Friday 10 February 2023

Breezing to Victory

It was an easy win. In line with everyone who ventured a prediction, at the West Lancashire by-election Labour romped home with 62% - up over 10 points on the general election. The Tories carried on having a bad time as they dropped 10 points to 25%, and no one else managed to save their deposit.

Does the result suggest much about British politics? Only what even the dogs in the streets know. The Tories are getting hammered thanks to what one ex-Prime Minister did and what the current one carries on doing. Labour are the obvious alternative government and, in most cases, the best bet for registering a protest. It also shows that, for the moment, the Liberal Democrats, Greens, and Reform UK are also rans. Circumstance can and do arise where the first can be the beneficiary of tactical voting for Westminster elections, and for local council by-elections the Greens are benefiting too. Reform UK, however, are nowhere - despite coming third here with fewer than a thousand votes.

In the near future, it appears the conditions are ripening for the Lib Dems and Greens to have a happy time. For Reform, less so. With the Tories a spent force marking time before the inevitable defeat, a mix of ruinous economics and a significant misreading of the public appetite for culture war rubbish means they retain the core right wing vote. Those dribbling away to Reform can only be hardcore Brexit fanatics and those who can't bring themselves to support Rishi Sunak for straightforwardly racist reasons. This is not going to improve once the Tories are out of office. Indeed, once in opposition Reform is likely to go the way of UKIP, the space for them smothered by the battered carcass of the defeated Conservative Party.

An entirely inconsequential by-election then. Some, however, will pretend that the numbers behind the easy Labour victory actually means it's a catastrophic failure for Keir Starmer. Look at the turnout. It's down nearly 41 points on the general election. We've talked about this before. Turnouts for by-elections are typically depressed because they're elections that, effectively speaking, don't matter. By-election ballots cast dip even further when the contest is a foregone conclusion, and especially so in a safe seat. There is little enthusiasm for the Labour leader and his shadow cabinet of empty suits, but when the polls are where they are and the mood of the country is anti-Tory, that doesn't matter to him or Labour's chances very much. It's not a gotcha. The lack of popular support becomes significant later when Starmer tries implementing his programme, and particularly those parts of it that go after our people.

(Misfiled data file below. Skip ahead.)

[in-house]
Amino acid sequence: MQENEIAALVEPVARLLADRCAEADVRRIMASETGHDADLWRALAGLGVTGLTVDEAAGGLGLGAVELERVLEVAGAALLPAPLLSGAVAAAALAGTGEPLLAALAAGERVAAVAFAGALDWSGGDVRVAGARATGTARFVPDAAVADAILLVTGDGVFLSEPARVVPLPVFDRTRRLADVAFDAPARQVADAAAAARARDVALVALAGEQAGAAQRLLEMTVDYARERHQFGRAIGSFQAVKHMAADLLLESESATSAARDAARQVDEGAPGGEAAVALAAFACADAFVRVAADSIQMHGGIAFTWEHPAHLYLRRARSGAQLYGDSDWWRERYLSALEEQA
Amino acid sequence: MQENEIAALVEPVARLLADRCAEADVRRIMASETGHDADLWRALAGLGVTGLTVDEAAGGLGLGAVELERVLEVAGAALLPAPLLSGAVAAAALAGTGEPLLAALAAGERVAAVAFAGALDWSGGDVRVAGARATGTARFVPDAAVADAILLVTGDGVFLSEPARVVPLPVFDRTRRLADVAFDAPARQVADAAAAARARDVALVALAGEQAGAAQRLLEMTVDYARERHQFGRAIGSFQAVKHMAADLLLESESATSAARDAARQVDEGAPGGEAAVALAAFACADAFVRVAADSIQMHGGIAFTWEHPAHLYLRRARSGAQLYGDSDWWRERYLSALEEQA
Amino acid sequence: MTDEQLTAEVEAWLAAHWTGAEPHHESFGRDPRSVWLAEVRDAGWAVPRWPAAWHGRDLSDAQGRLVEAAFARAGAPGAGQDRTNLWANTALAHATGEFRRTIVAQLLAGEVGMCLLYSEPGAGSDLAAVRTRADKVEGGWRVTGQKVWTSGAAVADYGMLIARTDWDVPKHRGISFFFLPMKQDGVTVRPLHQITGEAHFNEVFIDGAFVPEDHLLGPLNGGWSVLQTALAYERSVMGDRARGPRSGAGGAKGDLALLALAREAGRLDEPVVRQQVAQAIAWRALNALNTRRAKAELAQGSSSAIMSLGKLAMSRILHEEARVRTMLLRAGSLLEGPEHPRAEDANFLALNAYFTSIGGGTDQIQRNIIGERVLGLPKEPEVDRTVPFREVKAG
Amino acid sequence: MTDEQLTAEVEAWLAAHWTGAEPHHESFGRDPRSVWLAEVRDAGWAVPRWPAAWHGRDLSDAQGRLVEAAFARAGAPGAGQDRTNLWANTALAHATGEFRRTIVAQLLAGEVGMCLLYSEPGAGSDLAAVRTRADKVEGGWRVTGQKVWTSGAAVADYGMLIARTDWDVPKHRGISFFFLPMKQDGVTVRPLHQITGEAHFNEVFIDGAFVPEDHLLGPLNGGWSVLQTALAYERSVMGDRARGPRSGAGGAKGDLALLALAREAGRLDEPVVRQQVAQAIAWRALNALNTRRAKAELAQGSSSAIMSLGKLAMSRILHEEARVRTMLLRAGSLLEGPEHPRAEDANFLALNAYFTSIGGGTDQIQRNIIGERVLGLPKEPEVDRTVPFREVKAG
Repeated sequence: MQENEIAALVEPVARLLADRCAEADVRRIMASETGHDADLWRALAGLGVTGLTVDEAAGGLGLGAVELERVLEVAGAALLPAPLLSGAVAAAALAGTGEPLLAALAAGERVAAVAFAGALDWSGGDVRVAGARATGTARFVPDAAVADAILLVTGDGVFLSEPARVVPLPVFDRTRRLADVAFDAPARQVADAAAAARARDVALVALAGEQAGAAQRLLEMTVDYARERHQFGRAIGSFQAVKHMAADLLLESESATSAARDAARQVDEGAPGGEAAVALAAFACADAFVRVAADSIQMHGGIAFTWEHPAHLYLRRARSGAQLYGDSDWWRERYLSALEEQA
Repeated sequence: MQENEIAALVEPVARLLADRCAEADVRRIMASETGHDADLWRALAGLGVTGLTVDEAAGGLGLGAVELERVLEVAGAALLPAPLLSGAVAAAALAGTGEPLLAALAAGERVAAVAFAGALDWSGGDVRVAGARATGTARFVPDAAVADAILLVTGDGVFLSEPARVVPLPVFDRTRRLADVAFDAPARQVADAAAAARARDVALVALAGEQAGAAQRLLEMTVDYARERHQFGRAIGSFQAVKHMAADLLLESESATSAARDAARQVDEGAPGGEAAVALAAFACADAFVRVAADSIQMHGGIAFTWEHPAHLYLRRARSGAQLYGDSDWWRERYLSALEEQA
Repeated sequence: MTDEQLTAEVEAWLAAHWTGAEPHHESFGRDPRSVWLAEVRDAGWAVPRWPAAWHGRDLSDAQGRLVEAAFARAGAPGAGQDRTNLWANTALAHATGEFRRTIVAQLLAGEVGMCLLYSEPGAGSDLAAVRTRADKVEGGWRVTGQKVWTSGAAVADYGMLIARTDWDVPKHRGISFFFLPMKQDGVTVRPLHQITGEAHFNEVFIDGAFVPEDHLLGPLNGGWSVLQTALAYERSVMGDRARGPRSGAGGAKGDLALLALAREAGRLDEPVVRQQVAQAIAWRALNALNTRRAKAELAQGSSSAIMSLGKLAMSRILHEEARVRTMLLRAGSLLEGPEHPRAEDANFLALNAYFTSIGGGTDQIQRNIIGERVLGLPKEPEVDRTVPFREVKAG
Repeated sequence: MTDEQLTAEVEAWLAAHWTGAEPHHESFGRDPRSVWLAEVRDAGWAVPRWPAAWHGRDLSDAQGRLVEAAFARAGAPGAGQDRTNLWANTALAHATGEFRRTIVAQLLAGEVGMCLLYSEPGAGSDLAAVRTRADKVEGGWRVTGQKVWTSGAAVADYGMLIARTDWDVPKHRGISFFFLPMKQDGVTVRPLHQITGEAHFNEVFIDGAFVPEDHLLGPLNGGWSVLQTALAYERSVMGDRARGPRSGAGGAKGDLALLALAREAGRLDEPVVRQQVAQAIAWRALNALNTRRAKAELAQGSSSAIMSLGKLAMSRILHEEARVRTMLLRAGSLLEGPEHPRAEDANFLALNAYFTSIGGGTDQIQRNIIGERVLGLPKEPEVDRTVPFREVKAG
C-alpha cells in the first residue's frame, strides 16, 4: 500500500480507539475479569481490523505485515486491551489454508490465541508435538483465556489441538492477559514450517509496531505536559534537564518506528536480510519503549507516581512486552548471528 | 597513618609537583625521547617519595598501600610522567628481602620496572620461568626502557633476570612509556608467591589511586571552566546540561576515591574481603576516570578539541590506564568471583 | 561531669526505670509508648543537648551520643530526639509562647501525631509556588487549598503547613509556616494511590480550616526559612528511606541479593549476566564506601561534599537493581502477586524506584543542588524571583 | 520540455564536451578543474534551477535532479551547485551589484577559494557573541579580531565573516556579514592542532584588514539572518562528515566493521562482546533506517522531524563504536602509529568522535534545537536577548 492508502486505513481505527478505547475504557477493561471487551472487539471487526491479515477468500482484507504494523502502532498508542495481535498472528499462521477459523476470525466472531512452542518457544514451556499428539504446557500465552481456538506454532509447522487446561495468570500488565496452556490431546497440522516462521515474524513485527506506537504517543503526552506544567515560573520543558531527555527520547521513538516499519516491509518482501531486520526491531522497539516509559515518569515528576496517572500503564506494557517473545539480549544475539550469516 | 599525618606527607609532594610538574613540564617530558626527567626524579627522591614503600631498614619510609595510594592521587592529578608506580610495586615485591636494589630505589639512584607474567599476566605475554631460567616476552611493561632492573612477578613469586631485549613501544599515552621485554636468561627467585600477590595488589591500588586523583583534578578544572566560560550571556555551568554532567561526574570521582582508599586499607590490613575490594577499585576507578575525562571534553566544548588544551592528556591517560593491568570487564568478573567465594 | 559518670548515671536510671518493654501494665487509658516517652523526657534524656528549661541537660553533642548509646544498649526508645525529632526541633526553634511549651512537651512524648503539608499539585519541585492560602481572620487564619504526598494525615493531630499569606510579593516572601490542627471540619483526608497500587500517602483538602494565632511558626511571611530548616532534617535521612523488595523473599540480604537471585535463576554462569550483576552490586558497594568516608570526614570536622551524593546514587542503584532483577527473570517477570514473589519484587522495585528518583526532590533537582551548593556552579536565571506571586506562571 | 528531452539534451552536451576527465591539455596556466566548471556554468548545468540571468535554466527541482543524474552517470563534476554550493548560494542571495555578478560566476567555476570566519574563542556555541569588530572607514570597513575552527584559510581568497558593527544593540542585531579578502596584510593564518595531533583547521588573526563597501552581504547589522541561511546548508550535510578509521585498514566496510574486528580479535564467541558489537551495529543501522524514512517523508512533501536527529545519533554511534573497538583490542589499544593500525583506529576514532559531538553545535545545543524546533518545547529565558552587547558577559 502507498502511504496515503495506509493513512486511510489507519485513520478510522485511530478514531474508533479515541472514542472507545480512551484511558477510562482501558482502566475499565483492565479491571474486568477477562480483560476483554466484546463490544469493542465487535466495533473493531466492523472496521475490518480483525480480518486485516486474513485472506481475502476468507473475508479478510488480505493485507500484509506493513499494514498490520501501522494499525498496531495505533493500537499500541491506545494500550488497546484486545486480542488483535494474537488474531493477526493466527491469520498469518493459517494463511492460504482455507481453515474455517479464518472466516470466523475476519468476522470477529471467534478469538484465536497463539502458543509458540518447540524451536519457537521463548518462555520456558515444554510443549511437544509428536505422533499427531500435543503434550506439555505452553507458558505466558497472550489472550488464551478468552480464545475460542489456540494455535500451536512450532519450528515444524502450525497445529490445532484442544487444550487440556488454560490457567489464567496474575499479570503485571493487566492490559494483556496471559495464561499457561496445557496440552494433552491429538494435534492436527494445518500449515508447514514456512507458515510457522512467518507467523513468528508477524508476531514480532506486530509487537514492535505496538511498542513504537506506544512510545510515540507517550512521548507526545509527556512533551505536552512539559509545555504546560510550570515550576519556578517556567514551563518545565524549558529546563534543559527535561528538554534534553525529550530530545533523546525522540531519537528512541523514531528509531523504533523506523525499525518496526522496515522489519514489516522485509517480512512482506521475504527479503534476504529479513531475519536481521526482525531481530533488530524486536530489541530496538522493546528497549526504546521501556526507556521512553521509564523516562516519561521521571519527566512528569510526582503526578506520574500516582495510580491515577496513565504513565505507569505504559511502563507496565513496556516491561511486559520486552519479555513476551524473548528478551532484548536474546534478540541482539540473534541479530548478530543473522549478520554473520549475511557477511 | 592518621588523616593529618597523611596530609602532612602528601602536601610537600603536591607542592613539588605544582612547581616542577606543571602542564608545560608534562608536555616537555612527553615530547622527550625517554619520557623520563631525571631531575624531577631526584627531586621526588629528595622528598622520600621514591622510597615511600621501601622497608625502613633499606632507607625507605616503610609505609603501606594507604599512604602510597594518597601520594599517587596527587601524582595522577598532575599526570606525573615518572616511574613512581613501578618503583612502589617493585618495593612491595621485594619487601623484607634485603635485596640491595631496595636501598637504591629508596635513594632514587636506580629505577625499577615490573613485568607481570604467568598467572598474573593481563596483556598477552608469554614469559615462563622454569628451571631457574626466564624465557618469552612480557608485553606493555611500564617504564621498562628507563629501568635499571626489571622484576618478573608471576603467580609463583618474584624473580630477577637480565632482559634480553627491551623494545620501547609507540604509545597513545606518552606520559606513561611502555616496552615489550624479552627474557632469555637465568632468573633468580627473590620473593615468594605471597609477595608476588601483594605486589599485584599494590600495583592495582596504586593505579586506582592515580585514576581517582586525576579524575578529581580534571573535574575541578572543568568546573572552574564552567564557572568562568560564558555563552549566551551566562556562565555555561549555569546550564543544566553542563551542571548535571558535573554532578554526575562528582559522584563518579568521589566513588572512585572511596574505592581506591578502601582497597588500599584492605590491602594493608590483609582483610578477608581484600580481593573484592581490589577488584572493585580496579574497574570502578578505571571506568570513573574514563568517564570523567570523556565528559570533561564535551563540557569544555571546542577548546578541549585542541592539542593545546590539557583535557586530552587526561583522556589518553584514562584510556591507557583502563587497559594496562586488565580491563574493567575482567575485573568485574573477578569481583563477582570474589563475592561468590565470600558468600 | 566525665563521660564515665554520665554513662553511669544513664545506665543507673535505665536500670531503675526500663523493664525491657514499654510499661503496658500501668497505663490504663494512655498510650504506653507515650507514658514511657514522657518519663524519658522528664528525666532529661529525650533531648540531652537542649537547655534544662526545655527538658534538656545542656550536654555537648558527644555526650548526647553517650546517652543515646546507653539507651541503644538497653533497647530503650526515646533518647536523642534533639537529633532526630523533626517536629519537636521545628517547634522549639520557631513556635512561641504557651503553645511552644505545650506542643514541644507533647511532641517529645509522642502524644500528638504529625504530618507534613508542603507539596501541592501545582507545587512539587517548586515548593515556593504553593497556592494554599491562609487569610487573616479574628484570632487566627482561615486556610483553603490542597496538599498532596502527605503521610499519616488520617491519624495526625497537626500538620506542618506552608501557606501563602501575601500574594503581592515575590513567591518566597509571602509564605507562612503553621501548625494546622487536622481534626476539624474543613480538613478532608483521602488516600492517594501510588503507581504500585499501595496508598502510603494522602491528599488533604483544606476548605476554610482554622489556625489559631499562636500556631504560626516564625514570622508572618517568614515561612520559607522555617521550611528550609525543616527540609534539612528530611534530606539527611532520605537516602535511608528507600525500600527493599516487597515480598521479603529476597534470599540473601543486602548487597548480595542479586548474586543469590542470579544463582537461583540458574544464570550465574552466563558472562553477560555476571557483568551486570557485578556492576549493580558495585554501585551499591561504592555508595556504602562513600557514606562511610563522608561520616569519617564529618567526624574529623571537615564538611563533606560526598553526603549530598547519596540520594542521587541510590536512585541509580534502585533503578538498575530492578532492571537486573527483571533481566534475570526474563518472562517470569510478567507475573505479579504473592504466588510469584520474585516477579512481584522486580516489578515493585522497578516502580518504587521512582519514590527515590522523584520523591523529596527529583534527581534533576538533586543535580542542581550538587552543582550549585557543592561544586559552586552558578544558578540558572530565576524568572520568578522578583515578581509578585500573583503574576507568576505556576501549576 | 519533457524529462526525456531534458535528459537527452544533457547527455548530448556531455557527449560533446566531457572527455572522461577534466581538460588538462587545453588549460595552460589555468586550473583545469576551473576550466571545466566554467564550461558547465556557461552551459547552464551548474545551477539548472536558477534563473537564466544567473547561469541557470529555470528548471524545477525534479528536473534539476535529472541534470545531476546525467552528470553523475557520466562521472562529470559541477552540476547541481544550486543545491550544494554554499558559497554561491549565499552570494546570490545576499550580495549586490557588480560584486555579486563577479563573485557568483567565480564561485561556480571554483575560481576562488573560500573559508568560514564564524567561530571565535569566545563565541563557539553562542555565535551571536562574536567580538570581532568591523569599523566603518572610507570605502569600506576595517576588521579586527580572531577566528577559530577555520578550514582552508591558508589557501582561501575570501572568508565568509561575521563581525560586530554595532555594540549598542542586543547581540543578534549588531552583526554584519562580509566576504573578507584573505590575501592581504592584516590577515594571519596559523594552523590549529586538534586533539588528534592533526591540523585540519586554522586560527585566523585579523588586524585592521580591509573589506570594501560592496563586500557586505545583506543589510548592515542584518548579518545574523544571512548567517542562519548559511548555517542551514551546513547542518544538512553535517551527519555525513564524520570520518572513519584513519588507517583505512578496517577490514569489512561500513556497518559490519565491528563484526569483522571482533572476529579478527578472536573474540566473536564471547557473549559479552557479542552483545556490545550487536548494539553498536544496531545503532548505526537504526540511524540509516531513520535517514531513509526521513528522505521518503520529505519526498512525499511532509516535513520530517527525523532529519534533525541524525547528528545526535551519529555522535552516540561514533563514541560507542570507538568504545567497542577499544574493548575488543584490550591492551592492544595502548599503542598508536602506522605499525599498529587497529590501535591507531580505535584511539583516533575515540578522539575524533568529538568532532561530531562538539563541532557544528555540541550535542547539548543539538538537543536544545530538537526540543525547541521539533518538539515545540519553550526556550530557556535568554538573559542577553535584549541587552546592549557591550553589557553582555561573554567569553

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1 comment:

Blissex said...

«when the polls are where they are and the mood of the country is anti-Tory, that doesn't matter to him or Labour's chances very much.»

2001: 42,971/58.8%: Con 13,761, NLab 23,404, LD 4,966
2005: 43,155/57.7%: Con 14,662, NLab 20,746, LD 6,059, UKI 871
2010: 48,473/63.8%: Con 17,540, NLab 21,883, LD 6,573, UKI 1,775
2015: 49,676/70.0%: Con 16,114, NLab 24,474, LD 1,298, UKI 6,058
2017: 54,103/74.4%: Con 20,341, Lab 32,030, LD 1,069
2019: 42,663/72.0%: Con 19,122, Lab 27,458, LD 2,560, BXP 2,275
2023: 22,639/31.4%: Con 5,472, Lab 14,068, LD 918, RUK 997

In the latter by-election the number of votes fell by around 79% for the Conservatives, 49% for New Labour, 64% for the LibDems, 56% for BXP/RUK.
Pretty obviously the biggest loss for the Conservatives is abstentions.

Some recent by-elections (more recent first) compared to 2019:
2019: 50,067/69.4%: Con 13,778, Lab 30,195, LD 2,969, BXP 1,768
2022: 18,418/25.8%: Con 2,922, NLab 12,828, LD 659, RUK 650
2019: 54,560/71.7%: Con 20,918, Lab 27,082, LD 3,734, BXP 1,388
2022: 28,475/41.2%: Con 6,335, NLab 17,309, LD 2,368, RUK 773
2019: 46,145/69.8%: 29,786 Con, 10,384 Lab, 3,822 LD, UKI, Gre 1,477
2021: 21,733/33.5%: 11,189 Con, 6,711 NLab, 647 LD, RUK 1,432, Gre 831
2019: 55,978/76.8%, Con 30,850, Lab 7,166, Lib 14,627, UKI, Gre 3,042
2021: 37,954/52.1%, Con 13,489, Lab 622, Lib 21,517, UKI, Gre 1,480

Looks like that abnormally lower turnouts are mostly a fall in Conservative voters.

As our blogger mentioned these elections matter not much, even if more than than 2019 EU election, so a collapse in turnout for both Conservatives and New Labour is expected, but this is colossal, compared to the past.

New Labour probably will win by default in 2024/2025, but it could happen that like in 2019 once tory voters registered their mood in the EU elections by putting the Conservatives in third place, they still rewarded the Conservatives with a massive majority as housing costs were booming.